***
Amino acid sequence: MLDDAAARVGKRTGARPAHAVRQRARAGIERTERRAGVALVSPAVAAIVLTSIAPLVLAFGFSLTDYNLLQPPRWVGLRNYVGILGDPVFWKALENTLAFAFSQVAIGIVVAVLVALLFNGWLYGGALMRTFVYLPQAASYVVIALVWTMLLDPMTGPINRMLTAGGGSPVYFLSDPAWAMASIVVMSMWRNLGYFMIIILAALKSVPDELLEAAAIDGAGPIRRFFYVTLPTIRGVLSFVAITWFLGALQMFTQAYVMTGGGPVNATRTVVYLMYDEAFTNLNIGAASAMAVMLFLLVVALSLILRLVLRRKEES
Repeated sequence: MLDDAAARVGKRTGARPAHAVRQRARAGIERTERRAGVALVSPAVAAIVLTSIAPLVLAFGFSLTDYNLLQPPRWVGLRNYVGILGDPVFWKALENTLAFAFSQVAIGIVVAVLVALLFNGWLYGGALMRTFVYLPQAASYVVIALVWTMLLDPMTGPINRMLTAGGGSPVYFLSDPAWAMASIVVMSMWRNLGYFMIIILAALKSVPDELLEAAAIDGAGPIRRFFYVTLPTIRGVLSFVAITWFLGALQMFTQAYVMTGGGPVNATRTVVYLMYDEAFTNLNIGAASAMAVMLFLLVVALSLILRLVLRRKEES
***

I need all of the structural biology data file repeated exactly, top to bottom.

Amino acid sequence: MLDDAAARVGKRTGARPAHAVRQRARAGIERTERRAGVALVSPAVAAIVLTSIAPLVLAFGFSLTDYNLLQPPRWVGLRNYVGILGDPVFWKALENTLAFAFSQVAIGIVVAVLVALLFNGWLYGGALMRTFVYLPQAASYVVIALVWTMLLDPMTGPINRMLTAGGGSPVYFLSDPAWAMASIVVMSMWRNLGYFMIIILAALKSVPDELLEAAAIDGAGPIRRFFYVTLPTIRGVLSFVAITWFLGALQMFTQAYVMTGGGPVNATRTVVYLMYDEAFTNLNIGAASAMAVMLFLLVVALSLILRLVLRRKEES
Repeated sequence: MLDDAAARVGKRTGARPAHAVRQRARAGIERTERRAGVALVSPAVAAIVLTSIAPLVLAFGFSLTDYNLLQPPRWVGLRNYVGILGDPVFWKALENTLAFAFSQVAIGIVVAVLVALLFNGWLYGGALMRTFVYLPQAASYVVIALVWTMLLDPMTGPINRMLTAGGGSPVYFLSDPAWAMASIVVMSMWRNLGYFMIIILAALKSVPDELLEAAAIDGAGPIRRFFYVTLPTIRGVLSFVAITWFLGALQMFTQAYVMTGGGPVNATRTVVYLMYDEAFTNLNIGAASAMAVMLFLLVVALSLILRLVLRRKEES